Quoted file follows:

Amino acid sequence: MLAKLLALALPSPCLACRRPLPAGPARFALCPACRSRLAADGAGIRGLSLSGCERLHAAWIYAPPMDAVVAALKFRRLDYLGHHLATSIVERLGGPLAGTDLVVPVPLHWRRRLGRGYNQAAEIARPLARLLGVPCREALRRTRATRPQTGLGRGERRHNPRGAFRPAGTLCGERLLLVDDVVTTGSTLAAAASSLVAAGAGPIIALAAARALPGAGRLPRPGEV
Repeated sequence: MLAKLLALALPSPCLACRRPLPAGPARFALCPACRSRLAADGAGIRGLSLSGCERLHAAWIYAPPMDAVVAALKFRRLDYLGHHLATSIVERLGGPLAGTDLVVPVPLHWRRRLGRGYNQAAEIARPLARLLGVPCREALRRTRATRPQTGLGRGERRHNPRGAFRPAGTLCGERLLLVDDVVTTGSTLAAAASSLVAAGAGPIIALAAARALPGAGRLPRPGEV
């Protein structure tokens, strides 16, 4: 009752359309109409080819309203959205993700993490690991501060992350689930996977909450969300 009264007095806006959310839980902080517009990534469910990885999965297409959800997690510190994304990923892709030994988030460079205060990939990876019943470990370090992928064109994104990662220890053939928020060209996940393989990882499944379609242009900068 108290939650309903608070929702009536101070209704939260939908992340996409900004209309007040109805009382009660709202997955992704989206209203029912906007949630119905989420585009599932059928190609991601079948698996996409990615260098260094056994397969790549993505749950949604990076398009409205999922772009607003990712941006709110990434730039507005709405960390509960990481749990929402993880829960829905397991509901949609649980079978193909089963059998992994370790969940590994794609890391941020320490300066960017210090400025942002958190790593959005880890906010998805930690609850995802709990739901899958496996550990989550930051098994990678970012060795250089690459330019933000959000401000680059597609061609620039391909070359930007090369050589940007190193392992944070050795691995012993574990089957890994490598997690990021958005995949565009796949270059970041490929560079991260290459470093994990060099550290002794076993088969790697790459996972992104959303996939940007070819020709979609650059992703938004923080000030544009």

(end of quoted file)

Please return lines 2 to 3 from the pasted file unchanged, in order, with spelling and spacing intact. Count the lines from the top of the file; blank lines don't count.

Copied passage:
Repeated sequence: MLAKLLALALPSPCLACRRPLPAGPARFALCPACRSRLAADGAGIRGLSLSGCERLHAAWIYAPPMDAVVAALKFRRLDYLGHHLATSIVERLGGPLAGTDLVVPVPLHWRRRLGRGYNQAAEIARPLARLLGVPCREALRRTRATRPQTGLGRGERRHNPRGAFRPAGTLCGERLLLVDDVVTTGSTLAAAASSLVAAGAGPIIALAAARALPGAGRLPRPGEV
């Protein structure tokens, strides 16, 4: 009752359309109409080819309203959205993700993490690991501060992350689930996977909450969300 009264007095806006959310839980902080517009990534469910990885999965297409959800997690510190994304990923892709030994988030460079205060990939990876019943470990370090992928064109994104990662220890053939928020060209996940393989990882499944379609242009900068 108290939650309903608070929702009536101070209704939260939908992340996409900004209309007040109805009382009660709202997955992704989206209203029912906007949630119905989420585009599932059928190609991601079948698996996409990615260098260094056994397969790549993505749950949604990076398009409205999922772009607003990712941006709110990434730039507005709405960390509960990481749990929402993880829960829905397991509901949609649980079978193909089963059998992994370790969940590994794609890391941020320490300066960017210090400025942002958190790593959005880890906010998805930690609850995802709990739901899958496996550990989550930051098994990678970012060795250089690459330019933000959000401000680059597609061609620039391909070359930007090369050589940007190193392992944070050795691995012993574990089957890994490598997690990021958005995949565009796949270059970041490929560079991260290459470093994990060099550290002794076993088969790697790459996972992104959303996939940007070819020709979609650059992703938004923080000030544009």